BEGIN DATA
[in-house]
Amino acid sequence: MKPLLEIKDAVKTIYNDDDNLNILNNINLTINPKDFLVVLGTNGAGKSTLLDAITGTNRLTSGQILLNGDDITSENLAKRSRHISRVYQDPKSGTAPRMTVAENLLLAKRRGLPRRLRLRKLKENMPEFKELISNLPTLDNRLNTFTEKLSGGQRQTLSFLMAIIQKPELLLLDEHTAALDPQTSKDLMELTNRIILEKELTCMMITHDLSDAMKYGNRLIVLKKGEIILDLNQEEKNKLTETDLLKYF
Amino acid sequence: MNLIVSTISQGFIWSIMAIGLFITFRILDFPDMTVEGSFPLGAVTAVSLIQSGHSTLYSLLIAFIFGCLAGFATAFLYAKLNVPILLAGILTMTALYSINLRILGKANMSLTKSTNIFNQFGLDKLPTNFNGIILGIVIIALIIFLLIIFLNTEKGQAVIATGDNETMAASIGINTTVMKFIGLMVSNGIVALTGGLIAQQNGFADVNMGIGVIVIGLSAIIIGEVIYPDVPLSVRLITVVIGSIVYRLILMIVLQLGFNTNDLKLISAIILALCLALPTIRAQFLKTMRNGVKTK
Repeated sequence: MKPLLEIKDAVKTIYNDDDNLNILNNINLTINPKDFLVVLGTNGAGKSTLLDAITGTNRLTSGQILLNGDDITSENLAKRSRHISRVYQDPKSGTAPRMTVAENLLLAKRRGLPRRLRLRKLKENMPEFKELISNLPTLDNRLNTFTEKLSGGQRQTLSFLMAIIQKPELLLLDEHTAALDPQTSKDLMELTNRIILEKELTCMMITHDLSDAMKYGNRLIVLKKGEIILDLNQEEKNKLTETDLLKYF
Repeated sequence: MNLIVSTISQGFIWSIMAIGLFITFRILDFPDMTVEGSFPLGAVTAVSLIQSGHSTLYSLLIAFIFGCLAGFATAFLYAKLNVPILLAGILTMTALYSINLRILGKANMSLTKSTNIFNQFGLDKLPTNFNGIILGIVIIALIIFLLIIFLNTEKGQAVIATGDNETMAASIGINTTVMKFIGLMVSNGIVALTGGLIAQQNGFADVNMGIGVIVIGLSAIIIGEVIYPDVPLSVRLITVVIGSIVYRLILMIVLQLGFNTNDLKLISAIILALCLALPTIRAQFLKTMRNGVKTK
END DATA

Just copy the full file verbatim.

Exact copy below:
[in-house]
Amino acid sequence: MKPLLEIKDAVKTIYNDDDNLNILNNINLTINPKDFLVVLGTNGAGKSTLLDAITGTNRLTSGQILLNGDDITSENLAKRSRHISRVYQDPKSGTAPRMTVAENLLLAKRRGLPRRLRLRKLKENMPEFKELISNLPTLDNRLNTFTEKLSGGQRQTLSFLMAIIQKPELLLLDEHTAALDPQTSKDLMELTNRIILEKELTCMMITHDLSDAMKYGNRLIVLKKGEIILDLNQEEKNKLTETDLLKYF
Amino acid sequence: MNLIVSTISQGFIWSIMAIGLFITFRILDFPDMTVEGSFPLGAVTAVSLIQSGHSTLYSLLIAFIFGCLAGFATAFLYAKLNVPILLAGILTMTALYSINLRILGKANMSLTKSTNIFNQFGLDKLPTNFNGIILGIVIIALIIFLLIIFLNTEKGQAVIATGDNETMAASIGINTTVMKFIGLMVSNGIVALTGGLIAQQNGFADVNMGIGVIVIGLSAIIIGEVIYPDVPLSVRLITVVIGSIVYRLILMIVLQLGFNTNDLKLISAIILALCLALPTIRAQFLKTMRNGVKTK
Repeated sequence: MKPLLEIKDAVKTIYNDDDNLNILNNINLTINPKDFLVVLGTNGAGKSTLLDAITGTNRLTSGQILLNGDDITSENLAKRSRHISRVYQDPKSGTAPRMTVAENLLLAKRRGLPRRLRLRKLKENMPEFKELISNLPTLDNRLNTFTEKLSGGQRQTLSFLMAIIQKPELLLLDEHTAALDPQTSKDLMELTNRIILEKELTCMMITHDLSDAMKYGNRLIVLKKGEIILDLNQEEKNKLTETDLLKYF
Repeated sequence: MNLIVSTISQGFIWSIMAIGLFITFRILDFPDMTVEGSFPLGAVTAVSLIQSGHSTLYSLLIAFIFGCLAGFATAFLYAKLNVPILLAGILTMTALYSINLRILGKANMSLTKSTNIFNQFGLDKLPTNFNGIILGIVIIALIIFLLIIFLNTEKGQAVIATGDNETMAASIGINTTVMKFIGLMVSNGIVALTGGLIAQQNGFADVNMGIGVIVIGLSAIIIGEVIYPDVPLSVRLITVVIGSIVYRLILMIVLQLGFNTNDLKLISAIILALCLALPTIRAQFLKTMRNGVKTK